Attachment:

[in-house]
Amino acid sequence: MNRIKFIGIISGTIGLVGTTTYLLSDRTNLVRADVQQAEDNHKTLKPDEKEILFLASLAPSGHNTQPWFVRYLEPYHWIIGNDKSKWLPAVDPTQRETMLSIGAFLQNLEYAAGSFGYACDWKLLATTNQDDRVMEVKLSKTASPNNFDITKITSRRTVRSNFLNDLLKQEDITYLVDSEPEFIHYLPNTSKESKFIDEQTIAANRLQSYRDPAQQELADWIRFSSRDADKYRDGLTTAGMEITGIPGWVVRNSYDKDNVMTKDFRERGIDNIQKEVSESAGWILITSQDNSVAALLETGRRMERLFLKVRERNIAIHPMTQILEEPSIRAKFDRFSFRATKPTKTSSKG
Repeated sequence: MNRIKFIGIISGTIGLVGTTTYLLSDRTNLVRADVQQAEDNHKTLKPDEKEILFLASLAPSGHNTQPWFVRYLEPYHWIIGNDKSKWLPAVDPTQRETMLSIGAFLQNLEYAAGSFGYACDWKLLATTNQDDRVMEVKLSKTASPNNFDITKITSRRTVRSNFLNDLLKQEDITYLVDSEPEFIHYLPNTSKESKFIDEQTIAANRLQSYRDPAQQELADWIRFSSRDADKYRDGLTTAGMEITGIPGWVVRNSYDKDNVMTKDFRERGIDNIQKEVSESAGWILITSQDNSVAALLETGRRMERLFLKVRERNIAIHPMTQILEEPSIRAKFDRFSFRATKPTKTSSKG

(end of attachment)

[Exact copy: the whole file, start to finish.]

[in-house]
Amino acid sequence: MNRIKFIGIISGTIGLVGTTTYLLSDRTNLVRADVQQAEDNHKTLKPDEKEILFLASLAPSGHNTQPWFVRYLEPYHWIIGNDKSKWLPAVDPTQRETMLSIGAFLQNLEYAAGSFGYACDWKLLATTNQDDRVMEVKLSKTASPNNFDITKITSRRTVRSNFLNDLLKQEDITYLVDSEPEFIHYLPNTSKESKFIDEQTIAANRLQSYRDPAQQELADWIRFSSRDADKYRDGLTTAGMEITGIPGWVVRNSYDKDNVMTKDFRERGIDNIQKEVSESAGWILITSQDNSVAALLETGRRMERLFLKVRERNIAIHPMTQILEEPSIRAKFDRFSFRATKPTKTSSKG
Repeated sequence: MNRIKFIGIISGTIGLVGTTTYLLSDRTNLVRADVQQAEDNHKTLKPDEKEILFLASLAPSGHNTQPWFVRYLEPYHWIIGNDKSKWLPAVDPTQRETMLSIGAFLQNLEYAAGSFGYACDWKLLATTNQDDRVMEVKLSKTASPNNFDITKITSRRTVRSNFLNDLLKQEDITYLVDSEPEFIHYLPNTSKESKFIDEQTIAANRLQSYRDPAQQELADWIRFSSRDADKYRDGLTTAGMEITGIPGWVVRNSYDKDNVMTKDFRERGIDNIQKEVSESAGWILITSQDNSVAALLETGRRMERLFLKVRERNIAIHPMTQILEEPSIRAKFDRFSFRATKPTKTSSKG